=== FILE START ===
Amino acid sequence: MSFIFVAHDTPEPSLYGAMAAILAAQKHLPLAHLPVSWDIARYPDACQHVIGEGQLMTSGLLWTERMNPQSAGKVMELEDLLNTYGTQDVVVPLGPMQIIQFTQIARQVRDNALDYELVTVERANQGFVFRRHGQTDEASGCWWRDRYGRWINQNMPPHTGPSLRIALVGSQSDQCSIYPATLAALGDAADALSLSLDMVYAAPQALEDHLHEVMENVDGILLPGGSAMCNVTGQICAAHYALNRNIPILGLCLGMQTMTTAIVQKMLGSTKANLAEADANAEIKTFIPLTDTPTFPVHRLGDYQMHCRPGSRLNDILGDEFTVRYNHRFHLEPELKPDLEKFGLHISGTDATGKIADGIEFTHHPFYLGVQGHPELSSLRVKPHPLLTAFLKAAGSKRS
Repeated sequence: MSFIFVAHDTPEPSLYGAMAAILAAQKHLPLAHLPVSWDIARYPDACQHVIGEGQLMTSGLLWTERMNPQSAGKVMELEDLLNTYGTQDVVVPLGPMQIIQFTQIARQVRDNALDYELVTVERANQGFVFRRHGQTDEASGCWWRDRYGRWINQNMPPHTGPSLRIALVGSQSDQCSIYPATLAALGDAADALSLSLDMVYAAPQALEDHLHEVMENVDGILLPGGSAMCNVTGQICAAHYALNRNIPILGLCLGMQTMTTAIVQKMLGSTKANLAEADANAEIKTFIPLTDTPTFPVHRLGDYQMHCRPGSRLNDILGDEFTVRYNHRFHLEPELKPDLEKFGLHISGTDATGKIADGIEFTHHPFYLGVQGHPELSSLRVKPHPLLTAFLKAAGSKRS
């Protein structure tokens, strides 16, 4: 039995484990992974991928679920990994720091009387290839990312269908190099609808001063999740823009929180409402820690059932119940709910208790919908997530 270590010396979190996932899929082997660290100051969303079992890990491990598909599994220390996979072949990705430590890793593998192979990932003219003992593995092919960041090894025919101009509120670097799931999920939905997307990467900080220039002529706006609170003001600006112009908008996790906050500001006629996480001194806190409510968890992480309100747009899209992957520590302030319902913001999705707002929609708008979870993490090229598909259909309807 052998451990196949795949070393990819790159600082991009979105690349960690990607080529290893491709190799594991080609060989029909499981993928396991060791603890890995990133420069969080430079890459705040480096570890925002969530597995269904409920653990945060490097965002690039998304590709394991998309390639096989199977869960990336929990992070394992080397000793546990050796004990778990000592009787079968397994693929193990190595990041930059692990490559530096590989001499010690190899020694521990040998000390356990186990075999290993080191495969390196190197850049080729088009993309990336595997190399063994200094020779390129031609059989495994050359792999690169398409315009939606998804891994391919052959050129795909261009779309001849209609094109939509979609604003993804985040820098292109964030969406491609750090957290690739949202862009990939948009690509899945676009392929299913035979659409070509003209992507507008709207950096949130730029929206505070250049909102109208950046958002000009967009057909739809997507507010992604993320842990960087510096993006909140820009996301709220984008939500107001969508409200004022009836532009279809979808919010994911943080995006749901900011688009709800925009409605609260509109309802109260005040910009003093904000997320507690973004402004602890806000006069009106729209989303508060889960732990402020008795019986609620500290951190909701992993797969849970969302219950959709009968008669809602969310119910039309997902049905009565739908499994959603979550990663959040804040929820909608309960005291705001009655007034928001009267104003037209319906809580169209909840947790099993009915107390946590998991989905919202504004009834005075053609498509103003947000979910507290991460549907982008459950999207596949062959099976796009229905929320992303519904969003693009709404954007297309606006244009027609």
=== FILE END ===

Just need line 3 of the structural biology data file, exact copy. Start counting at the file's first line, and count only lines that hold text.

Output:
């Protein structure tokens, strides 16, 4: 039995484990992974991928679920990994720091009387290839990312269908190099609808001063999740823009929180409402820690059932119940709910208790919908997530 270590010396979190996932899929082997660290100051969303079992890990491990598909599994220390996979072949990705430590890793593998192979990932003219003992593995092919960041090894025919101009509120670097799931999920939905997307990467900080220039002529706006609170003001600006112009908008996790906050500001006629996480001194806190409510968890992480309100747009899209992957520590302030319902913001999705707002929609708008979870993490090229598909259909309807 052998451990196949795949070393990819790159600082991009979105690349960690990607080529290893491709190799594991080609060989029909499981993928396991060791603890890995990133420069969080430079890459705040480096570890925002969530597995269904409920653990945060490097965002690039998304590709394991998309390639096989199977869960990336929990992070394992080397000793546990050796004990778990000592009787079968397994693929193990190595990041930059692990490559530096590989001499010690190899020694521990040998000390356990186990075999290993080191495969390196190197850049080729088009993309990336595997190399063994200094020779390129031609059989495994050359792999690169398409315009939606998804891994391919052959050129795909261009779309001849209609094109939509979609604003993804985040820098292109964030969406491609750090957290690739949202862009990939948009690509899945676009392929299913035979659409070509003209992507507008709207950096949130730029929206505070250049909102109208950046958002000009967009057909739809997507507010992604993320842990960087510096993006909140820009996301709220984008939500107001969508409200004022009836532009279809979808919010994911943080995006749901900011688009709800925009409605609260509109309802109260005040910009003093904000997320507690973004402004602890806000006069009106729209989303508060889960732990402020008795019986609620500290951190909701992993797969849970969302219950959709009968008669809602969310119910039309997902049905009565739908499994959603979550990663959040804040929820909608309960005291705001009655007034928001009267104003037209319906809580169209909840947790099993009915107390946590998991989905919202504004009834005075053609498509103003947000979910507290991460549907982008459950999207596949062959099976796009229905929320992303519904969003693009709404954007297309606006244009027609």